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How Stress Hormones Affect Your Nutrition & Fitness Efforts

fitness hormones nutrition stress
stressed woman

Ongoing stress is a key problem for many women; in busy, modern life it comes at us from all angles. Money, relationships. work, family, world news, local news, home... There's always something going on and it's compounded by our use of technology which is both a blessing for how useful it is but also a curse in that we now have more capacity for productivity and we're available to everyone 24/7.

Most people rarely think how this could be affecting their health and fitness goals because wellbeing and the nervous system haven't been recognised as key factors until relatively recently (plus, high ongoing stress levels are more of a modern occurence).

However, if you've been doing all the right things and you're still:

  • Not getting results
  • Tired with low energy when you wake up in the morning and throughout the day
  • Maybe even going backwards with your results

This could be part of the problem.

The good news and the bad news

The good news: Your body is designed to handle a certain amount of stress! It has a system that jumps into action when we're experiencing a stressful situation (whether real physical danger stress or perceived stress like a full email inbox), and then regulates when that situation resolves. To learn more about this, you can read about your fight or flight response.

The bad news: Unfortunately, as we looked at earlier, stressful situations don't appear/disappear as they should due to the way we live our lives now. Perceived stress is a far greater issue than it used to be.

As a result, the key stress hormones - cortisol, adrenaline and norepinephrine continue to be produced at  a higher level on an ongoing basis without ever fully regulating and bringing your body back to homeostasis (that's a fancy word for 'normal'). Our body isn't designed to hold these stress levels constantly which has a run on effect to other systems in the body.

How stress affects your nutrition and fitness efforts

Stress hormones help our body prepare to run and escape physical danger. Our nervous system can't tell the difference between physical danger (i.e. running away from a tiger) versus perceived danger (activities that cause stress but can't physically harm us like emotional stress, anxiety, work overload) and so it reacts the same to both.

We become more alert, have trouble sitting in stillness/struggle to 'do nothing', our blood pressure and heart rate may rise, digestion system slows (we can't stop for the toilet when we're running from tigers!). Depending on your metabolism, your blood sugar may rise (to become available to your muscles for a faster getaway), muscles become tense, appetite increases, our immune system function decreases, our adrenal glands go into overdrive and changes happen in the brain.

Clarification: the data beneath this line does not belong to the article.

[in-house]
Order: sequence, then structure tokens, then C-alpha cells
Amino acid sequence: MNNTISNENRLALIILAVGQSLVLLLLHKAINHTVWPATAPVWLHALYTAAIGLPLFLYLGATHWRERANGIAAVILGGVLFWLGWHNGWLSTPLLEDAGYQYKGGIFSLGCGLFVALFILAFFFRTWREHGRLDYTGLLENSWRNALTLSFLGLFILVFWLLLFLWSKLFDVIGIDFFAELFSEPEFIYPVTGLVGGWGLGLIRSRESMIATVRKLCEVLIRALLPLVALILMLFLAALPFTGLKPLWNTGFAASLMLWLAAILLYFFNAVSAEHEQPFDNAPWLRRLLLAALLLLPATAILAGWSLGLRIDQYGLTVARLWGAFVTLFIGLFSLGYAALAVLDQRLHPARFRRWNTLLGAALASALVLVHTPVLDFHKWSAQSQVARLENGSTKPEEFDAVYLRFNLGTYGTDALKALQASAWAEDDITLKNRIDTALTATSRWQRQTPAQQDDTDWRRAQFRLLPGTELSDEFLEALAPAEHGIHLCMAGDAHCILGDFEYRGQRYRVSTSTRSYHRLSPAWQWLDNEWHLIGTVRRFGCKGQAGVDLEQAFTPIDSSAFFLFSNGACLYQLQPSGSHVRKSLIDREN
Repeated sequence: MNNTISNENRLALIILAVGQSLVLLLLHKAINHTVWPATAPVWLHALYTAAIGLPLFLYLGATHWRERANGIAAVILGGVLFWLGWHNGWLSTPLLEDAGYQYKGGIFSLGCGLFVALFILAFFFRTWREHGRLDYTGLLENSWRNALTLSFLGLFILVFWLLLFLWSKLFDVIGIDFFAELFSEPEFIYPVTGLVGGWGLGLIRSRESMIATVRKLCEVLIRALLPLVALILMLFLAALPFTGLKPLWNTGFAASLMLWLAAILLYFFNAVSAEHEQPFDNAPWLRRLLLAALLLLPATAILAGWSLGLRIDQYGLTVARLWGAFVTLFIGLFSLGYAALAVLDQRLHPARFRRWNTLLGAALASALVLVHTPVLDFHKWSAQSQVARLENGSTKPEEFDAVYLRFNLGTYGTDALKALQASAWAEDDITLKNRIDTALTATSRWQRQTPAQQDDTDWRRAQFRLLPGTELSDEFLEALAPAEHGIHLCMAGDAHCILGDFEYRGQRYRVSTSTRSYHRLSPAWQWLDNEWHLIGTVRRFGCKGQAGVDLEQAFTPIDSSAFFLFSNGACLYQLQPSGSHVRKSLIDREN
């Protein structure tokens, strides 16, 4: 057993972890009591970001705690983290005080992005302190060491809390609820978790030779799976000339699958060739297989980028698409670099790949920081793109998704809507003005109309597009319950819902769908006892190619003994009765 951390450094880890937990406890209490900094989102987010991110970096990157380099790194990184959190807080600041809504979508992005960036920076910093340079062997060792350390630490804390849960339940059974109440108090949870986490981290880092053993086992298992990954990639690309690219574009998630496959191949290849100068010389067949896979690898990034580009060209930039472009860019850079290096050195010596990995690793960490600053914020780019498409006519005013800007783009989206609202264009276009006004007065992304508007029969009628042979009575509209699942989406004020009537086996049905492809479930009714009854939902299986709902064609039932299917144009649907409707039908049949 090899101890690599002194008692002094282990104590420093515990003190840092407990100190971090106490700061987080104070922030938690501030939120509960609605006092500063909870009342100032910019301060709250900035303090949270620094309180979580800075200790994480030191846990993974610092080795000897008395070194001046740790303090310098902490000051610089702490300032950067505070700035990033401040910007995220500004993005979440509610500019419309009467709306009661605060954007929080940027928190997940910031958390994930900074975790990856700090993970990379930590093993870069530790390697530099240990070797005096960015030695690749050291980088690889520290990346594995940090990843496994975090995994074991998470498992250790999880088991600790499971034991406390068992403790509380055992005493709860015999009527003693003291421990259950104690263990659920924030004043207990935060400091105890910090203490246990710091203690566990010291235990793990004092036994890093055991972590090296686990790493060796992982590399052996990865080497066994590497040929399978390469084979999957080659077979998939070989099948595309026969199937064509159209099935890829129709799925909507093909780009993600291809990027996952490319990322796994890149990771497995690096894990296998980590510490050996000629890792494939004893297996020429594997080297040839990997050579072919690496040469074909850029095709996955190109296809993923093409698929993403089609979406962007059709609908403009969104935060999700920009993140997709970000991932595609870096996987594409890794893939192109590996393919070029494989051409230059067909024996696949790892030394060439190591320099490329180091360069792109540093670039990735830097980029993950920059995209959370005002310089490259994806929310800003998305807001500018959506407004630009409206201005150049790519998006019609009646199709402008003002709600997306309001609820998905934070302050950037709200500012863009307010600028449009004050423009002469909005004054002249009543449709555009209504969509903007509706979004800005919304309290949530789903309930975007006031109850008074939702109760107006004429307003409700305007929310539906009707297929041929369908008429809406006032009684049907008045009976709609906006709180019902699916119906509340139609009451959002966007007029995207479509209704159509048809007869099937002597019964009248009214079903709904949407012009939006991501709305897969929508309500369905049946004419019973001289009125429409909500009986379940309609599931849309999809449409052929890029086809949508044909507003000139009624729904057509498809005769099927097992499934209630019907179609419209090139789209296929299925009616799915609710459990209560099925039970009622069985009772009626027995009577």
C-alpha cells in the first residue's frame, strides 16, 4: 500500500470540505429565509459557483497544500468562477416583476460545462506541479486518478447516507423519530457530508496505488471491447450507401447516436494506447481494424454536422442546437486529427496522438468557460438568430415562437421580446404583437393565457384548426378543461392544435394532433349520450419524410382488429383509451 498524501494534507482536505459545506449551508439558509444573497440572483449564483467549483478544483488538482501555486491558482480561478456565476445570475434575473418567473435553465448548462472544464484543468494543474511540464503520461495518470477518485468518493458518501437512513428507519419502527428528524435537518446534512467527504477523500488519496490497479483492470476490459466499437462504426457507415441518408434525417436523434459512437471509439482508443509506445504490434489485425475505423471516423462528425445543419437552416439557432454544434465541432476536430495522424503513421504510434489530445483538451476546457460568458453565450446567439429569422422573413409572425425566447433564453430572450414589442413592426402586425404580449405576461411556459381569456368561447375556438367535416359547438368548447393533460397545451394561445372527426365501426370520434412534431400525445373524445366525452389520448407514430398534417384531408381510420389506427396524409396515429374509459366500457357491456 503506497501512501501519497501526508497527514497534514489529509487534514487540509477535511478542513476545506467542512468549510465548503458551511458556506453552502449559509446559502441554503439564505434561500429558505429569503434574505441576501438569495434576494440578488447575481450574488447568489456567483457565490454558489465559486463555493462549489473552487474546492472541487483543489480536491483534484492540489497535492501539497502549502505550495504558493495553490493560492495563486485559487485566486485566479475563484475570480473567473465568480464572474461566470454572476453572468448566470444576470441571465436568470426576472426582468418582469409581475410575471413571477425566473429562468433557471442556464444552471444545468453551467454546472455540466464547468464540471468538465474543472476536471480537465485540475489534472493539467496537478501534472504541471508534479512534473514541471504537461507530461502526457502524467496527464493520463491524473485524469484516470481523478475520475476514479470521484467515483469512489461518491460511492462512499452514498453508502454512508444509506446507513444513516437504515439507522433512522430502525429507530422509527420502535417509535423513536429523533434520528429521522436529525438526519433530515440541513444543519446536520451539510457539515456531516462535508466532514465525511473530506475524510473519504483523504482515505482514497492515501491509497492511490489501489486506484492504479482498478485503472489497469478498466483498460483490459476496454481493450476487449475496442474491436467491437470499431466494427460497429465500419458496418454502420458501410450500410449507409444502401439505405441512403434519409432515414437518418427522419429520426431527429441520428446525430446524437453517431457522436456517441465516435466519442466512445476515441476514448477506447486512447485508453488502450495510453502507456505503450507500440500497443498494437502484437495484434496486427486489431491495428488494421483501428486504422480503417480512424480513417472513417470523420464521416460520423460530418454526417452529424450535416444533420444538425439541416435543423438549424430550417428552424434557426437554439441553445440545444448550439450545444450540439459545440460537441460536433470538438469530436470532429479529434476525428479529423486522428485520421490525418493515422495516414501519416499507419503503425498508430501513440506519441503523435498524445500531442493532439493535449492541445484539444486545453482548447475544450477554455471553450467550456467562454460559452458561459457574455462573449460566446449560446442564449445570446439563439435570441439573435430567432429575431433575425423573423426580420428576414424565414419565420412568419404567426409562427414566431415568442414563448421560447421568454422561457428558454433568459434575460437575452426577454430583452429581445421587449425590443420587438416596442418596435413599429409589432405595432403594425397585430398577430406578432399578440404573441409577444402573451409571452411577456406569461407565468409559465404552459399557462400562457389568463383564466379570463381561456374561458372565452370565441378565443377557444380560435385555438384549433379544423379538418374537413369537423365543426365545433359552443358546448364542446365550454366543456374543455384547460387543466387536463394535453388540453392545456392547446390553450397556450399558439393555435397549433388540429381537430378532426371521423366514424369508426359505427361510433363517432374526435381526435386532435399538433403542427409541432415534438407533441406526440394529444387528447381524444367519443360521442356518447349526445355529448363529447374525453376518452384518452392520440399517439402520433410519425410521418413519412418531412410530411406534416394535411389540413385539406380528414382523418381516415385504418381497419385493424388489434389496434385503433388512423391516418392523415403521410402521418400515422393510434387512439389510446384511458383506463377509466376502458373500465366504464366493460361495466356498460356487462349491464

And that's just a starting point. You can see how some of the above things may begin to negatively impact your energy levels, your training and nutrition results over time.

What can I do to lower my stress levels?

Different things work for different people. Seeing a professional life coach, counsellor or therapist may help. Here are some suggestions to explore as a starting point:

  • Address the source/s of your stress (how could you reduce, minimise, remove, share or delegate things to help shift this?).
  • Getting adequate sleep quantity and quantity are both important.
  • High intensity exercise may add to your stress levels. If you enjoy this style of exercise, doing other activities to balance it out is important.
  • Learn correct deep breathing. So many people have dysfunctional breathing habits which reeinforces your stress response. Make sure you're breathing slowly and deeply - but not forcefully - down into your belly and not up into your collarbones. Think about the way we breathe when we're panicked or running away from something; we want to do the opposite. This helps regulate your vagus nerve to shift back out of fight or flight.
  • Feeling resistant to slow-paced activities like yoga, meditation or stretch sessions can be a sign your nervous system is in stress mode. Just like any activities we struggle with, practice helps. Start with a few minutes and work to extend it over time until it feels more comfortable.
  • Limiting technology. If you spend a lot of time scrolling your phone, watching screens or answering emails, these are all brain input activities. To stop the information overload, we need to switch it off!
  • Pursue happiness. Do things that make you feel happy and relaxed - such as hobbies and spending time with friends.

If you find life particularly stressful, it may feel like any efforts you do seem too small to make a difference. Remember, it does all add up and it's worth pursuing, so take the time to learn how to manage your stress effectively.

Image / Depositphotos.com
Reference / Understanding The Stress Response (3 April 2024). Reviewed by LeWine, Dr. H. https://www.health.harvard.edu/staying-healthy/understanding-the-stress-response

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